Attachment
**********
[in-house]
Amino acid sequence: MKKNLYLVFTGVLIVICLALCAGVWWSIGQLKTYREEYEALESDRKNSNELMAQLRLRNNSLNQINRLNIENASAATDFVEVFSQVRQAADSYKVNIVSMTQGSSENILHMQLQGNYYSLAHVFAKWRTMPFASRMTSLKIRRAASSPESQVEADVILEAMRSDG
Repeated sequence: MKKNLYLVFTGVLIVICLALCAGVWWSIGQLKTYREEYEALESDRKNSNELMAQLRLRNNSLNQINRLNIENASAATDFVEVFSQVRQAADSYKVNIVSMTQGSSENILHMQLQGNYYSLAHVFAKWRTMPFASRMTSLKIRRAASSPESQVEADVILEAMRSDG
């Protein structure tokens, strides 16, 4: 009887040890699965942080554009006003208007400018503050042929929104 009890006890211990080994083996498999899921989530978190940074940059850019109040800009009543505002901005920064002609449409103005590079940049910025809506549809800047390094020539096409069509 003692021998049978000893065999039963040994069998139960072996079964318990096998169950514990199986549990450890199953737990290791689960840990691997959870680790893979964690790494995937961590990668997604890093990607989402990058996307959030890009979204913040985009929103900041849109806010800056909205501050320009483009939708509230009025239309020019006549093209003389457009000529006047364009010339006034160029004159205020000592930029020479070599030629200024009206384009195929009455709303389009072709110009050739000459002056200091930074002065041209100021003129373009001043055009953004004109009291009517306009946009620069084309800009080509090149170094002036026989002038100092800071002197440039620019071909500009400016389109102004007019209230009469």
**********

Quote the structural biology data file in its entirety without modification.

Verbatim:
[in-house]
Amino acid sequence: MKKNLYLVFTGVLIVICLALCAGVWWSIGQLKTYREEYEALESDRKNSNELMAQLRLRNNSLNQINRLNIENASAATDFVEVFSQVRQAADSYKVNIVSMTQGSSENILHMQLQGNYYSLAHVFAKWRTMPFASRMTSLKIRRAASSPESQVEADVILEAMRSDG
Repeated sequence: MKKNLYLVFTGVLIVICLALCAGVWWSIGQLKTYREEYEALESDRKNSNELMAQLRLRNNSLNQINRLNIENASAATDFVEVFSQVRQAADSYKVNIVSMTQGSSENILHMQLQGNYYSLAHVFAKWRTMPFASRMTSLKIRRAASSPESQVEADVILEAMRSDG
């Protein structure tokens, strides 16, 4: 009887040890699965942080554009006003208007400018503050042929929104 009890006890211990080994083996498999899921989530978190940074940059850019109040800009009543505002901005920064002609449409103005590079940049910025809506549809800047390094020539096409069509 003692021998049978000893065999039963040994069998139960072996079964318990096998169950514990199986549990450890199953737990290791689960840990691997959870680790893979964690790494995937961590990668997604890093990607989402990058996307959030890009979204913040985009929103900041849109806010800056909205501050320009483009939708509230009025239309020019006549093209003389457009000529006047364009010339006034160029004159205020000592930029020479070599030629200024009206384009195929009455709303389009072709110009050739000459002056200091930074002065041209100021003129373009001043055009953004004109009291009517306009946009620069084309800009080509090149170094002036026989002038100092800071002197440039620019071909500009400016389109102004007019209230009469």